Scotty Bowman figured he’d have Chris Chelios with the Detroit Red Wings for a brief time.
Acquired less than two years after Vladimir Konstantinov’s horrific and career-ending accident, Chelios filled a void at defenseman and would give the Wings’ young blue liners a little more time to develop.
A decade later…
“It’s hard to fathom,” said the Blackhawks’ senior advisor. “We were thinking he’d play a year or two until some of our younger defenseman made the NHL. He played nine years. If we’d have known.”
What surprises many is how long Chelios played, logging 26 seasons and retiring at age 48. What surprises no one is that Chelios is a first-ballot inductee into the Hockey Hall of Fame, which will have its ceremony tonight in Toronto. For those who played with, coached or watched the Chelios, the Chicago-born defenseman epitomized toughness, longevity and determination.
“Talk about a great story,” Blackhawks historian Bob Verdi said. “He’s cut from every team (when he was young), told he wasn’t good enough, that he was too small and he didn’t play defense in the beginning. Then he turns out to be the ultimate warrior.”
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For fellow Chicago native Eddie Olczyk, his former teammate and longtime friend’s induction is well deserved.
“It’s the pinnacle of any individual award you can get for a player. He just was able to be the best for long stretches at every level he played at, and that’s the most important thing,” Olczyk said. “It didn’t matter what the game was, the competitive nature. He was a great player for a long period of time. I couldn’t be happier for him and his family.”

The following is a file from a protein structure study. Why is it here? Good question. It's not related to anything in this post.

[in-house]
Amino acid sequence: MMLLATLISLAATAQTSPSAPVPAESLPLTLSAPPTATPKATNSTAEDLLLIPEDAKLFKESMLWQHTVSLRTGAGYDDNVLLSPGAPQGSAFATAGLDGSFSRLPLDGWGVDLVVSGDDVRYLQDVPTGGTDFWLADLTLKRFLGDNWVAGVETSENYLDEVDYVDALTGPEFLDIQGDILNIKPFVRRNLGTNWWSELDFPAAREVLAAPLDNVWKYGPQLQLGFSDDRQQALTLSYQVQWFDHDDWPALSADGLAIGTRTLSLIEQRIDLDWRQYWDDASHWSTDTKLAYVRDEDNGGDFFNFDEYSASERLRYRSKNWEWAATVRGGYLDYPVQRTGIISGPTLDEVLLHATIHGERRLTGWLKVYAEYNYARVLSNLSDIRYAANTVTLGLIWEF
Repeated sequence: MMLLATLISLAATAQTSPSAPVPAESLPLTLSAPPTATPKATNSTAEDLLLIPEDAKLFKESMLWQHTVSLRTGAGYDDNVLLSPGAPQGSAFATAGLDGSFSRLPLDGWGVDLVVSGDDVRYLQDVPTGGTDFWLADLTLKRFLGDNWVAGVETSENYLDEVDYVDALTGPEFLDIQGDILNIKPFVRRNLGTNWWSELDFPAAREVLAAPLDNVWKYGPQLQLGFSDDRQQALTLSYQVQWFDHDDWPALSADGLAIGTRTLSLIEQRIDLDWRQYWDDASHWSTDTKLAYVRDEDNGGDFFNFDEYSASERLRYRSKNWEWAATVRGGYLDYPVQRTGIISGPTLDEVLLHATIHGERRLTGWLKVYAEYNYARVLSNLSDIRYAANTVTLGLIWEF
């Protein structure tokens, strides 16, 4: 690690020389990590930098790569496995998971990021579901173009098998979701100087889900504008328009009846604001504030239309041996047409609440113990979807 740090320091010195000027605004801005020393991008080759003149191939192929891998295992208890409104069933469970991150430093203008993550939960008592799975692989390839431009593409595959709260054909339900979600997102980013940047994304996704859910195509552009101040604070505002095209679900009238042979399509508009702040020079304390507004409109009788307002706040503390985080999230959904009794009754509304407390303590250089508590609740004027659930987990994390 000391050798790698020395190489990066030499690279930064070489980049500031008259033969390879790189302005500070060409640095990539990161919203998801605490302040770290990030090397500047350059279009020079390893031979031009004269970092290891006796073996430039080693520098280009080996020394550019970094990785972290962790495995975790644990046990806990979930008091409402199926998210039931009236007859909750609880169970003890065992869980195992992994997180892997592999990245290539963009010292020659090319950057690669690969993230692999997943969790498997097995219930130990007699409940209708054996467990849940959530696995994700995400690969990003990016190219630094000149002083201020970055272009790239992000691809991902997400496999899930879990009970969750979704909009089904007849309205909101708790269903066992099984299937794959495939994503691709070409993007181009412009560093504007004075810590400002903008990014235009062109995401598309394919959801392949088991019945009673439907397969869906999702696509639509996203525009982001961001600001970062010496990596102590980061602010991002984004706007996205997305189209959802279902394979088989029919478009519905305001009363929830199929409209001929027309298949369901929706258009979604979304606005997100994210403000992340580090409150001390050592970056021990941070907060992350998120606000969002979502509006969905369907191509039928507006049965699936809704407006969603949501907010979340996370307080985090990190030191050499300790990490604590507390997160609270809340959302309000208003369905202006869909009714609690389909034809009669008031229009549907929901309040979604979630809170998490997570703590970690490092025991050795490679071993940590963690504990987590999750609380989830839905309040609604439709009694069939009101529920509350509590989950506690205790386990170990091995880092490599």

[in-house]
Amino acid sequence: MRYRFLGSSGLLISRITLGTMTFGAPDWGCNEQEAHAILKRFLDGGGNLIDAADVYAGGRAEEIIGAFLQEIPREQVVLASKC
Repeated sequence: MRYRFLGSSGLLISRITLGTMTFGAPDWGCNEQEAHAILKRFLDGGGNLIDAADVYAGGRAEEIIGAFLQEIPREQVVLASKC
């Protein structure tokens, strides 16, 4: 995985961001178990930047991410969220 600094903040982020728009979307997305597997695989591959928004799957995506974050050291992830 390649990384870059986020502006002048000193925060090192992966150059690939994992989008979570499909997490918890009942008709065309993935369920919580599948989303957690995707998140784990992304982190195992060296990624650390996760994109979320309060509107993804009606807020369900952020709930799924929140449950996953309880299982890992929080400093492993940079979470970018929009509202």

It’s easy to point to Chelios’ well-documented fitness regimen as why he played so long. As Olczyk said, Chelios was “a unique freak when it came to conditioning. He could have a long shift, then come right back out and be just as good as he was before.” But it’s more than that. Chelios started his career as a more offensive defenseman and ended it as a shutdown one. And no matter his style, Chelios was always pitted against the opponents’ best.
Chelios’ ability to adapt, adjust and still thrive was evident.
“If you wanted him to play a skilled, elite and fast offensive game, he could do that. If you wanted him to play a nasty game, he’d be right in the middle of it,” Olczyk said. “But as he got older he understood his role. His ability to play any way for as long as he did separates him from everyone else.”
Being a three-time Norris Trophy winner validates that.
“He was in contention all the time, and with the defensemen that started in his era, the competition was pretty stiff,” Bowman said. “Denis Potvin was still playing, Ray Bourque, then along comes Al MacInnis, Nicklas Lidstrom and Scott Niedermayer. These are (current and future) hall-of-fame defensemen, and he was in an era with seven or eight that you could say, ‘Which one wins the Norris?’”
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Chelios’ love of the game was undeniable.
“Normal hockey players look forward to time away from the rink in the summer, whether you’re going to the lake or playing golf or whatever,” Verdi said. “I don’t think Cheli ever felt more at home than when he was on the ice.”
Verdi guesses that, despite retirement, Chelios will always find a reason to get back on the ice.
“He’s not skating now, only because he’s being indicted in to the Hall of Fame,” he said. “But he’ll probably skate somewhere Tuesday when it’s done.”